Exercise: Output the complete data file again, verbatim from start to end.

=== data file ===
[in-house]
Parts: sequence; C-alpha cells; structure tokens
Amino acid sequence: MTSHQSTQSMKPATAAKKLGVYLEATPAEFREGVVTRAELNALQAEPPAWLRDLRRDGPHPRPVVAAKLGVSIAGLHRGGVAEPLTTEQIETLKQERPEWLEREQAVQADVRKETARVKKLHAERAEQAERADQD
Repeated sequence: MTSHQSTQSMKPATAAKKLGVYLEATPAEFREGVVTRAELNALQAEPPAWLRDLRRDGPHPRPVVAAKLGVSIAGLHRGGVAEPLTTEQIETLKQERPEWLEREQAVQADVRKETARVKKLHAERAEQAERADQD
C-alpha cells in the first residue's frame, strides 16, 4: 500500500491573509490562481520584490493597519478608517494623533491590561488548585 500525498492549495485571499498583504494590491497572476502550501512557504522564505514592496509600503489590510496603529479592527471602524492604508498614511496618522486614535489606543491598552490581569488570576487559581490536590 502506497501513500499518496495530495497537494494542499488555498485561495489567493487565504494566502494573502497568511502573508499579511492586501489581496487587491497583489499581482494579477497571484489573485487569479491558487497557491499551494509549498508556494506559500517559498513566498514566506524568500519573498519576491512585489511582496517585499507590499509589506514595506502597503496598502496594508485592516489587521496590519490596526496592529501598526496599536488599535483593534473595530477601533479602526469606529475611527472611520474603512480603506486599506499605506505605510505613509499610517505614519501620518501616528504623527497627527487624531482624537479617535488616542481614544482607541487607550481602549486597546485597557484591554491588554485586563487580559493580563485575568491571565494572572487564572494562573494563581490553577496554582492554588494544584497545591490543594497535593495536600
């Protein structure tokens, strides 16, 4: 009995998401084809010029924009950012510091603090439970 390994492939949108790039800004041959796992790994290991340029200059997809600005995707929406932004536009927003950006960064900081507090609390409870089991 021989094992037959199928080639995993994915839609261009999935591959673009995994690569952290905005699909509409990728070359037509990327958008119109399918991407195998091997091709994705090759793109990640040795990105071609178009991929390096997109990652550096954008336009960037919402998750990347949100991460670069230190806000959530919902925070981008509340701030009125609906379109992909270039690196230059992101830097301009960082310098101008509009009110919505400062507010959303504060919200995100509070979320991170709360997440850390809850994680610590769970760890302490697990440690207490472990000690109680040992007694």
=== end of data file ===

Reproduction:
[in-house]
Parts: sequence; C-alpha cells; structure tokens
Amino acid sequence: MTSHQSTQSMKPATAAKKLGVYLEATPAEFREGVVTRAELNALQAEPPAWLRDLRRDGPHPRPVVAAKLGVSIAGLHRGGVAEPLTTEQIETLKQERPEWLEREQAVQADVRKETARVKKLHAERAEQAERADQD
Repeated sequence: MTSHQSTQSMKPATAAKKLGVYLEATPAEFREGVVTRAELNALQAEPPAWLRDLRRDGPHPRPVVAAKLGVSIAGLHRGGVAEPLTTEQIETLKQERPEWLEREQAVQADVRKETARVKKLHAERAEQAERADQD
C-alpha cells in the first residue's frame, strides 16, 4: 500500500491573509490562481520584490493597519478608517494623533491590561488548585 500525498492549495485571499498583504494590491497572476502550501512557504522564505514592496509600503489590510496603529479592527471602524492604508498614511496618522486614535489606543491598552490581569488570576487559581490536590 502506497501513500499518496495530495497537494494542499488555498485561495489567493487565504494566502494573502497568511502573508499579511492586501489581496487587491497583489499581482494579477497571484489573485487569479491558487497557491499551494509549498508556494506559500517559498513566498514566506524568500519573498519576491512585489511582496517585499507590499509589506514595506502597503496598502496594508485592516489587521496590519490596526496592529501598526496599536488599535483593534473595530477601533479602526469606529475611527472611520474603512480603506486599506499605506505605510505613509499610517505614519501620518501616528504623527497627527487624531482624537479617535488616542481614544482607541487607550481602549486597546485597557484591554491588554485586563487580559493580563485575568491571565494572572487564572494562573494563581490553577496554582492554588494544584497545591490543594497535593495536600
């Protein structure tokens, strides 16, 4: 009995998401084809010029924009950012510091603090439970 390994492939949108790039800004041959796992790994290991340029200059997809600005995707929406932004536009927003950006960064900081507090609390409870089991 021989094992037959199928080639995993994915839609261009999935591959673009995994690569952290905005699909509409990728070359037509990327958008119109399918991407195998091997091709994705090759793109990640040795990105071609178009991929390096997109990652550096954008336009960037919402998750990347949100991460670069230190806000959530919902925070981008509340701030009125609906379109992909270039690196230059992101830097301009960082310098101008509009009110919505400062507010959303504060919200995100509070979320991170709360997440850390809850994680610590769970760890302490697990440690207490472990000690109680040992007694």